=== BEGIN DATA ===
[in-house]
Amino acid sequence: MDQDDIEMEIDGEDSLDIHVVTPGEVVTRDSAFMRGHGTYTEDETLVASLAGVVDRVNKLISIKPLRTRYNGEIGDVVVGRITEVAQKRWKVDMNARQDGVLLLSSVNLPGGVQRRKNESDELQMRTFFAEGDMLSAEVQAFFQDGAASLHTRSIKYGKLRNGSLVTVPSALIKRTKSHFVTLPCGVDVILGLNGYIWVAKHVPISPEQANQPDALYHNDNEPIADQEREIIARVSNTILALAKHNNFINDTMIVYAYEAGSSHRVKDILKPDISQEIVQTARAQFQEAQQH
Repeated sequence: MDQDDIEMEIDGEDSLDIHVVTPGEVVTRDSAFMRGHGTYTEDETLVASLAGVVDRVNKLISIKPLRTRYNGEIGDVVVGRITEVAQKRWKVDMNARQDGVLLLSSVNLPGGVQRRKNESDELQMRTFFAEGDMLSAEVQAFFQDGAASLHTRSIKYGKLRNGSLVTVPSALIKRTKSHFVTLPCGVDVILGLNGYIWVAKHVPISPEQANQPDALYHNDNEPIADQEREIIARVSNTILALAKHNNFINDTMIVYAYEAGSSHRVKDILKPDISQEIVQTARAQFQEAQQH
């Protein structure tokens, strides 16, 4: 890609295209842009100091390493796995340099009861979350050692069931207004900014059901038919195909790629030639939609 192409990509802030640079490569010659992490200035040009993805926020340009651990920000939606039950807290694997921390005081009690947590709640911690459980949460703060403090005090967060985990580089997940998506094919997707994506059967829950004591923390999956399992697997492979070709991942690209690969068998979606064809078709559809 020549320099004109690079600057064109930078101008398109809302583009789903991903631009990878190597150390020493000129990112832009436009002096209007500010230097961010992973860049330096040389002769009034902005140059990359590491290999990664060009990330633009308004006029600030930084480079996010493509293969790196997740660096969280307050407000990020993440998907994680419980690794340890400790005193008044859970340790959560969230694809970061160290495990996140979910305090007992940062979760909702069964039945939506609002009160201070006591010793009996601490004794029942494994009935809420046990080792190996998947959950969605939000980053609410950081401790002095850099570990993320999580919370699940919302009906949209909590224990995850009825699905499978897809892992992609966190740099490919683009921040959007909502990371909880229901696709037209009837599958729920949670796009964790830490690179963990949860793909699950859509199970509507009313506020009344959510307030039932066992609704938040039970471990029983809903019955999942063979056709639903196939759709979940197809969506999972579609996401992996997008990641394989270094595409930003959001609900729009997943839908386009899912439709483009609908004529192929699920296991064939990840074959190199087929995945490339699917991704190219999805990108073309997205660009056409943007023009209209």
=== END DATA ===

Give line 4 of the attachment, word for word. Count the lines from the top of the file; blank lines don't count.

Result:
């Protein structure tokens, strides 16, 4: 890609295209842009100091390493796995340099009861979350050692069931207004900014059901038919195909790629030639939609 192409990509802030640079490569010659992490200035040009993805926020340009651990920000939606039950807290694997921390005081009690947590709640911690459980949460703060403090005090967060985990580089997940998506094919997707994506059967829950004591923390999956399992697997492979070709991942690209690969068998979606064809078709559809 020549320099004109690079600057064109930078101008398109809302583009789903991903631009990878190597150390020493000129990112832009436009002096209007500010230097961010992973860049330096040389002769009034902005140059990359590491290999990664060009990330633009308004006029600030930084480079996010493509293969790196997740660096969280307050407000990020993440998907994680419980690794340890400790005193008044859970340790959560969230694809970061160290495990996140979910305090007992940062979760909702069964039945939506609002009160201070006591010793009996601490004794029942494994009935809420046990080792190996998947959950969605939000980053609410950081401790002095850099570990993320999580919370699940919302009906949209909590224990995850009825699905499978897809892992992609966190740099490919683009921040959007909502990371909880229901696709037209009837599958729920949670796009964790830490690179963990949860793909699950859509199970509507009313506020009344959510307030039932066992609704938040039970471990029983809903019955999942063979056709639903196939759709979940197809969506999972579609996401992996997008990641394989270094595409930003959001609900729009997943839908386009899912439709483009609908004529192929699920296991064939990840074959190199087929995945490339699917991704190219999805990108073309997205660009056409943007023009209209």